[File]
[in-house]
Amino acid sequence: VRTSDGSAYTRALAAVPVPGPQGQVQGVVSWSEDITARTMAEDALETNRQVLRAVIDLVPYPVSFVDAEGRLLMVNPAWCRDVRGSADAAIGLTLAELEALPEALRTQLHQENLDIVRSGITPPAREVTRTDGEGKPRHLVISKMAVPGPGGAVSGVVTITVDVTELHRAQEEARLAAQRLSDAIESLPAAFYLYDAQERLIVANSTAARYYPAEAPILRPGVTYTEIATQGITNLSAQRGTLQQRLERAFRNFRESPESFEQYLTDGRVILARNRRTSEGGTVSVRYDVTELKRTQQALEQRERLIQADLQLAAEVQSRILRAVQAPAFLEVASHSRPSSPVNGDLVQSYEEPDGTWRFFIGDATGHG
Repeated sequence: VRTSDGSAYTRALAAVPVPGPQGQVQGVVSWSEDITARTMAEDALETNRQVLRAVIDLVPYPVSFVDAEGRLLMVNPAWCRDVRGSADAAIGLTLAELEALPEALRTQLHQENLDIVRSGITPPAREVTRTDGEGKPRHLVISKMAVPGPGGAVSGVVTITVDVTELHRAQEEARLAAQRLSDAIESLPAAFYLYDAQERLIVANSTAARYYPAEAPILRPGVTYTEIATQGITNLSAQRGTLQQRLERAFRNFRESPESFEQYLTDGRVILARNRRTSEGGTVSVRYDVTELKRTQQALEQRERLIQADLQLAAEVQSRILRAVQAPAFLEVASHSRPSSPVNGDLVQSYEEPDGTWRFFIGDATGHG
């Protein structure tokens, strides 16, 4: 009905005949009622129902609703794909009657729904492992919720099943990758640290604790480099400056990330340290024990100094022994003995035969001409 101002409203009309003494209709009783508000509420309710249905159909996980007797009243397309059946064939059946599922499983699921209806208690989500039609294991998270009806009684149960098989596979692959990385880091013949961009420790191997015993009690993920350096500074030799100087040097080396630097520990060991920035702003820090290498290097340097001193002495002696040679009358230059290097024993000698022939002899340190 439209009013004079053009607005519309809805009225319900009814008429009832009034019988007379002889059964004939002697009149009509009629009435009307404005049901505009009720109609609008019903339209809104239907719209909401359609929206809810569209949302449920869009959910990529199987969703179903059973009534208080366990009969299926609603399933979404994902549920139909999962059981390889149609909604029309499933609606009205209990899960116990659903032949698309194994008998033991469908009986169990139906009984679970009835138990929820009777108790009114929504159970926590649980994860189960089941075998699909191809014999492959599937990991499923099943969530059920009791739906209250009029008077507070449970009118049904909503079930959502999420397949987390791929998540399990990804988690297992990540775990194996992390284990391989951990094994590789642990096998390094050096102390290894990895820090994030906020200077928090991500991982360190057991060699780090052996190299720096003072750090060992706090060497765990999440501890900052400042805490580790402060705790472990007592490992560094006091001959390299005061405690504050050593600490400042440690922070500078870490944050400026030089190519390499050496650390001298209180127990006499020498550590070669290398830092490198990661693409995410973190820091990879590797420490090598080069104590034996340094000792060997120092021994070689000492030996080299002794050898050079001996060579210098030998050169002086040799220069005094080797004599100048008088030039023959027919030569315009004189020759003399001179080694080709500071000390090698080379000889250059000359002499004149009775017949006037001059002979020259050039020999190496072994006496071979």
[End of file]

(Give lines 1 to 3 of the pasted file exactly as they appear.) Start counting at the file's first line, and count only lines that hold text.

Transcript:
[in-house]
Amino acid sequence: VRTSDGSAYTRALAAVPVPGPQGQVQGVVSWSEDITARTMAEDALETNRQVLRAVIDLVPYPVSFVDAEGRLLMVNPAWCRDVRGSADAAIGLTLAELEALPEALRTQLHQENLDIVRSGITPPAREVTRTDGEGKPRHLVISKMAVPGPGGAVSGVVTITVDVTELHRAQEEARLAAQRLSDAIESLPAAFYLYDAQERLIVANSTAARYYPAEAPILRPGVTYTEIATQGITNLSAQRGTLQQRLERAFRNFRESPESFEQYLTDGRVILARNRRTSEGGTVSVRYDVTELKRTQQALEQRERLIQADLQLAAEVQSRILRAVQAPAFLEVASHSRPSSPVNGDLVQSYEEPDGTWRFFIGDATGHG
Repeated sequence: VRTSDGSAYTRALAAVPVPGPQGQVQGVVSWSEDITARTMAEDALETNRQVLRAVIDLVPYPVSFVDAEGRLLMVNPAWCRDVRGSADAAIGLTLAELEALPEALRTQLHQENLDIVRSGITPPAREVTRTDGEGKPRHLVISKMAVPGPGGAVSGVVTITVDVTELHRAQEEARLAAQRLSDAIESLPAAFYLYDAQERLIVANSTAARYYPAEAPILRPGVTYTEIATQGITNLSAQRGTLQQRLERAFRNFRESPESFEQYLTDGRVILARNRRTSEGGTVSVRYDVTELKRTQQALEQRERLIQADLQLAAEVQSRILRAVQAPAFLEVASHSRPSSPVNGDLVQSYEEPDGTWRFFIGDATGHG